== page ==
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Educators push for new measures to address teacher shortage

Advocates and lawmakers behind the bills say Connecticut has an “education crisis,” but at the same time, also has the resources to solve it.

HARTFORD, Conn. — Educators are calling on the state legislature to pass new measures they say will end Connecticut’s teacher shortage and improve schools.

Advocates and lawmakers behind these bills say right now Connecticut has an “education crisis,” but at the same time, also has the resources to solve it.

Those resources are money in the state budget they want to go toward improving teacher recruitment and retention.

“Teachers are leaving mid-year some teachers are leaving in the middle of the day,” said Connecticut Education Association (CEA) president Kate Dias.

She and other teachers painted a grim picture Wednesday of the current state of education in Connecticut.

“My brother who works in finance has a yearly bonus greater than my salary,” Michael McCotter, an educator from Torrington said.

“It took a toll on me mentally, never mind just physically,” added Gale Jordan of Bloomfield. 

Teachers, advocates and lawmakers are urging the state legislature to pass two measures they believe will reverse the current teacher shortage and address recruitment and retention issues.

“It's really hard to look past such a large factor such as a salary in your career choice,” said Mitchell College senior Olivia DeLoach, who’s studying to become a teacher.

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The two proposals would increase teacher pay by implementing a statewide minimum salary, provide pandemic pay pension benefits, raise the starting age for kindergarten from four to five, implement uninterrupted prep time, create an “Educator Bill of Rights,” and more.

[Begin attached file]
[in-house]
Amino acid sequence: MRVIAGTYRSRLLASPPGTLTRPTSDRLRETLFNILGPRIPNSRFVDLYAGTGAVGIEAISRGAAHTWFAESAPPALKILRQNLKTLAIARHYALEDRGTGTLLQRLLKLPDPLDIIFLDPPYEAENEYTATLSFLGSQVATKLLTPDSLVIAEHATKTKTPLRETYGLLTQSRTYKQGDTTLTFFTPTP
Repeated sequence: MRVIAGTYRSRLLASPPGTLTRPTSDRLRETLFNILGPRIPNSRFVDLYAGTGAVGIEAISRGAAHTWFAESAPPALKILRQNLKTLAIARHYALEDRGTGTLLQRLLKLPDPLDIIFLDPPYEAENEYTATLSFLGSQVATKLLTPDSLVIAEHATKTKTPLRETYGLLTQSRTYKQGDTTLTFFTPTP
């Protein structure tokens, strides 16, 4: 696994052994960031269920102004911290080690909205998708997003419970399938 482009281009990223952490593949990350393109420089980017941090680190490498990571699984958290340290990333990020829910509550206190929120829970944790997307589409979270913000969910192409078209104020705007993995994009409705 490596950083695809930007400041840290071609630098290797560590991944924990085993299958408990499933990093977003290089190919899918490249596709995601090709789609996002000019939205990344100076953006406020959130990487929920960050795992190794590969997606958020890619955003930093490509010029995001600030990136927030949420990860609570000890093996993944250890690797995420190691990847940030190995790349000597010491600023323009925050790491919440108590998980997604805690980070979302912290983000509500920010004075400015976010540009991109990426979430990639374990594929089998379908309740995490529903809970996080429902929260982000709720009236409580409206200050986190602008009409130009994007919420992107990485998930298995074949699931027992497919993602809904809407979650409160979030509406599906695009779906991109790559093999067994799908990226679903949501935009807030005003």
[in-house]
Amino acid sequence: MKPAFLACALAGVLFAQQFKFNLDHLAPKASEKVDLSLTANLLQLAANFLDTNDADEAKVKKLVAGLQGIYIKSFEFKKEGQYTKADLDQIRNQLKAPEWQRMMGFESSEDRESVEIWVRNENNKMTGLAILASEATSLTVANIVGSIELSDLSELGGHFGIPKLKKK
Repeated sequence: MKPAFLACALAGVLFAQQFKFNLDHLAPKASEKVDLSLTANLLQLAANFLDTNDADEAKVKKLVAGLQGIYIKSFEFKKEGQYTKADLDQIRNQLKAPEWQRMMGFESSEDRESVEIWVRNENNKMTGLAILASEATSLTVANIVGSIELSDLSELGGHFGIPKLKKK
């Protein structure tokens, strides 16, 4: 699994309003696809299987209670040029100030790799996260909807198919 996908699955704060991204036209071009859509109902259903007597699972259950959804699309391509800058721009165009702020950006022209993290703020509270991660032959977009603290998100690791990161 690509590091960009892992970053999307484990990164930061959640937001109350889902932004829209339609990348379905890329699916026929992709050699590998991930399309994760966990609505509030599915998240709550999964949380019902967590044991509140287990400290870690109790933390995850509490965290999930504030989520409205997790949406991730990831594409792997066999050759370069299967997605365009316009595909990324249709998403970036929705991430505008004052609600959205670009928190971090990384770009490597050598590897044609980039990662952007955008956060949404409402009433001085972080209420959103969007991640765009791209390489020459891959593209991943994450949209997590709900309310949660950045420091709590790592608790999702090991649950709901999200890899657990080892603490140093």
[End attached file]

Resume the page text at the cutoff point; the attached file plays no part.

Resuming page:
“We've been so eager to support our teachers because we know supporting them is the most important thing we can do to support our children,” state Rep. Jennifer Leeper, (D-Fairfield) said.

Lawmakers on the Education Committee hearing public comment on these two bills Wednesday, with more than 600 teachers submitting written testimony.

“Now we have to get it across the goal line, passed and secure the future of our educators, our schools, and the future of our children,” CEA’s executive director Don Williams continued.

The next step for these measures is a committee vote in the coming weeks.

Emma Wulfhorst is a political reporter for FOX61 News. She can be reached at ewulfhorst@fox61.com. Follow her on FacebookTwitter and Instagram.


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